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Neko Ferro

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    0 comments  ·  Sites and Collaboration » Communication Sites  ·  Flag idea as inappropriate…  ·  Admin →
    Neko Ferro supported this idea  · 
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    350 comments  ·  Sites and Collaboration » Modern Pages  ·  Flag idea as inappropriate…  ·  Admin →

    In modern pages, we open links within SharePoint in the same tab by default, and external links in a new tab. In the text web part, users can specify to open links in a new tab, but that isn’t the default behavior. Similarly, for navigation links, they follow the same rule (within SharePoint, same tab, external to SharePoint in a new tab). This is true of the modern web parts that support linking as well (hero, quick links, images, etc.) This is the pattern we’ve adopted for consistency.

    After reviewing other areas of modern sites, like the site pages library, document libraries, lists, site contents, etc. we did find some different opening behaviors which we’ll review and resolve.

    Can you help us understand if this pattern isn’t meeting your expectation, if we have some inconsistencies within modern pages we’ve missed, or if it’s the other areas of modern sites where…

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    Neko Ferro commented  · 

    Decades of usability research has shown links opening in new tabs is a terrible user experience. My own recent usability studies at Marsh McLennan has shown this as well. Users lose the ability to press "back" on their browswer when this happens, or can't find the tab they came from. This bad UX is compounded even more on mobile, where the concept of "tabs" is much more difficult.

    I am suprised a company as large as Microsoft does not have an experienced UX lead on the project that would have highlighted this problem. Not opening links in new tabs is usability 101.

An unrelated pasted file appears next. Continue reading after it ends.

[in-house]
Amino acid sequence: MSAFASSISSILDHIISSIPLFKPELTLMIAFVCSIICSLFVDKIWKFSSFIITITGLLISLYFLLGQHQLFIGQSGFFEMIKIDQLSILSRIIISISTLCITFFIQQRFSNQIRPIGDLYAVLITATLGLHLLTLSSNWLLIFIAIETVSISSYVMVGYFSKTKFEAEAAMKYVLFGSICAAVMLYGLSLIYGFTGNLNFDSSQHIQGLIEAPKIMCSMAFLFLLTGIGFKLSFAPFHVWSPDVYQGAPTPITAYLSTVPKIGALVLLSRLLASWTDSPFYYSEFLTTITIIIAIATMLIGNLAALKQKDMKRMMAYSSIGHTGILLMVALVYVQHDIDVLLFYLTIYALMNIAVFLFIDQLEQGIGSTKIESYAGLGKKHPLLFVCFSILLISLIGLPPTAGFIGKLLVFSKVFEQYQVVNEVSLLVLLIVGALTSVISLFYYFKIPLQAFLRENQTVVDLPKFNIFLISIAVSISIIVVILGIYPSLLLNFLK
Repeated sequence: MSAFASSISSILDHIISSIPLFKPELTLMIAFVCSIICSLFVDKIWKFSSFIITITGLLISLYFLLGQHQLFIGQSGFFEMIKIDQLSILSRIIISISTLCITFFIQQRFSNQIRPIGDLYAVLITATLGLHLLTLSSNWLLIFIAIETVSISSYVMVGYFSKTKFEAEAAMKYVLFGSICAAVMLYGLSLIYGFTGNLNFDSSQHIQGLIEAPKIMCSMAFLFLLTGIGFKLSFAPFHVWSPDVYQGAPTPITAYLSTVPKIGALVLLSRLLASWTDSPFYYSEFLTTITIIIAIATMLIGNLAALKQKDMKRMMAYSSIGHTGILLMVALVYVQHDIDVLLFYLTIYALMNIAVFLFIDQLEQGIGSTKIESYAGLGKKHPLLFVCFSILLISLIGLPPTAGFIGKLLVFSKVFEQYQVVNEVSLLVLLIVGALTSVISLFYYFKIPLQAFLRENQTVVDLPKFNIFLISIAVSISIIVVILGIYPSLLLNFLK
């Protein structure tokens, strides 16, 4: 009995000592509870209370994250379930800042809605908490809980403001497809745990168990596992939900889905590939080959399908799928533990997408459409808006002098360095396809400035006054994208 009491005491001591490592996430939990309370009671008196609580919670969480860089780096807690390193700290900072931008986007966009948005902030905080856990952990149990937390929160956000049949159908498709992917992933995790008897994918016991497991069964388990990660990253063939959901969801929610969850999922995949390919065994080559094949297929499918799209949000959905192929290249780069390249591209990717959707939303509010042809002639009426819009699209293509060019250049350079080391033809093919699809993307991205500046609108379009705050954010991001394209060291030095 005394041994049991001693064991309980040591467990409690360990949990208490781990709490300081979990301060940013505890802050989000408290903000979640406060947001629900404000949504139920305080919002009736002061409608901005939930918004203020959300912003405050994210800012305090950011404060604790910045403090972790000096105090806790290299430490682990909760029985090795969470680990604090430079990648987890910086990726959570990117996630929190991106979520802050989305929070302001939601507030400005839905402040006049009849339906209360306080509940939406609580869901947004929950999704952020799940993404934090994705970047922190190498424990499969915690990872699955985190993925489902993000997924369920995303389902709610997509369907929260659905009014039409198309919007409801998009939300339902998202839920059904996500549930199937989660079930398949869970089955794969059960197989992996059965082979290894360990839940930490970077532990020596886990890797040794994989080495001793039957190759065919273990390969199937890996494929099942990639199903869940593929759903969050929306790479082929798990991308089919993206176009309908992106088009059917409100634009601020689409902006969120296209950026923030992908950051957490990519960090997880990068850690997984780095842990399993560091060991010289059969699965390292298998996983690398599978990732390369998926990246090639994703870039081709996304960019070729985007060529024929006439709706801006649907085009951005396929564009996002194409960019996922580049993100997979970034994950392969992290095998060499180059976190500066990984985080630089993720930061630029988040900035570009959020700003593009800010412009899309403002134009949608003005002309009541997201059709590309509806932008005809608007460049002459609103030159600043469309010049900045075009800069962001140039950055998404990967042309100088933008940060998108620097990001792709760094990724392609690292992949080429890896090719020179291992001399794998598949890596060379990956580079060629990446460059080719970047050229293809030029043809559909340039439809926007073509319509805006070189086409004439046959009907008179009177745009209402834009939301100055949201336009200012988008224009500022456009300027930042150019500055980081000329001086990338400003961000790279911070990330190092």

Here is some relevant research from Nielsen Norman group:

    ---

    Since 1999, it's been a firm web-usability guideline to refrain from opening new browser windows for several reasons. All of these also apply to opening new browser tabs and are still valid today:

    More windows or tabs increase the clutter of the user’s information space and require more effort to manage.

    New windows or tabs can cause disorientation, with users often not realizing that a new window or tab has opened. This problem is exacerbated on mobile, where the old window is never visible.
    Less-technical users struggle to manage multiple windows and tabs, especially on mobile. (On tablets, where users can have both multiple windows and tabs for the browser, it’s even more confusing.)

    New windows or tabs prevent the use of the Back button for returning to the previous page and force the user to spend effort to find their way back to the previous content.

    New windows or tabs are not inclusive for blind or low-vision users — especially when they open outside of the area that's magnified.

    https://www.nngroup.com/articles/new-browser-windows-and-tabs/

    Neko Ferro supported this idea  · 

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